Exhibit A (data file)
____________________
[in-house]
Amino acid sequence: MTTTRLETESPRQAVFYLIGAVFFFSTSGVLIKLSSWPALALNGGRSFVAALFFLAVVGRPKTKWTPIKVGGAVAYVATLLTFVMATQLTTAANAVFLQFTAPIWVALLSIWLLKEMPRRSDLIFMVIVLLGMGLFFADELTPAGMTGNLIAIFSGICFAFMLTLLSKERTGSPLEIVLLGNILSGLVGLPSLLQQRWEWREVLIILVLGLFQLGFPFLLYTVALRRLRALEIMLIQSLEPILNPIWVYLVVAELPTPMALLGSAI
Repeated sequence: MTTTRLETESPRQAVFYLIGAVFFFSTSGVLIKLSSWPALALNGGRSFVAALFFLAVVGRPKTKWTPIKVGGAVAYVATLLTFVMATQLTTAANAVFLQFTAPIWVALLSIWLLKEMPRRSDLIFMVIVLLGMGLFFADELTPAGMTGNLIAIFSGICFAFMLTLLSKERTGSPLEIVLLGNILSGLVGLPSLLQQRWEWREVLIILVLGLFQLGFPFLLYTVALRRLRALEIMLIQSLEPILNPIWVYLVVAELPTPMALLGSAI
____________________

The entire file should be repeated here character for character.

[in-house]
Amino acid sequence: MTTTRLETESPRQAVFYLIGAVFFFSTSGVLIKLSSWPALALNGGRSFVAALFFLAVVGRPKTKWTPIKVGGAVAYVATLLTFVMATQLTTAANAVFLQFTAPIWVALLSIWLLKEMPRRSDLIFMVIVLLGMGLFFADELTPAGMTGNLIAIFSGICFAFMLTLLSKERTGSPLEIVLLGNILSGLVGLPSLLQQRWEWREVLIILVLGLFQLGFPFLLYTVALRRLRALEIMLIQSLEPILNPIWVYLVVAELPTPMALLGSAI
Repeated sequence: MTTTRLETESPRQAVFYLIGAVFFFSTSGVLIKLSSWPALALNGGRSFVAALFFLAVVGRPKTKWTPIKVGGAVAYVATLLTFVMATQLTTAANAVFLQFTAPIWVALLSIWLLKEMPRRSDLIFMVIVLLGMGLFFADELTPAGMTGNLIAIFSGICFAFMLTLLSKERTGSPLEIVLLGNILSGLVGLPSLLQQRWEWREVLIILVLGLFQLGFPFLLYTVALRRLRALEIMLIQSLEPILNPIWVYLVVAELPTPMALLGSAI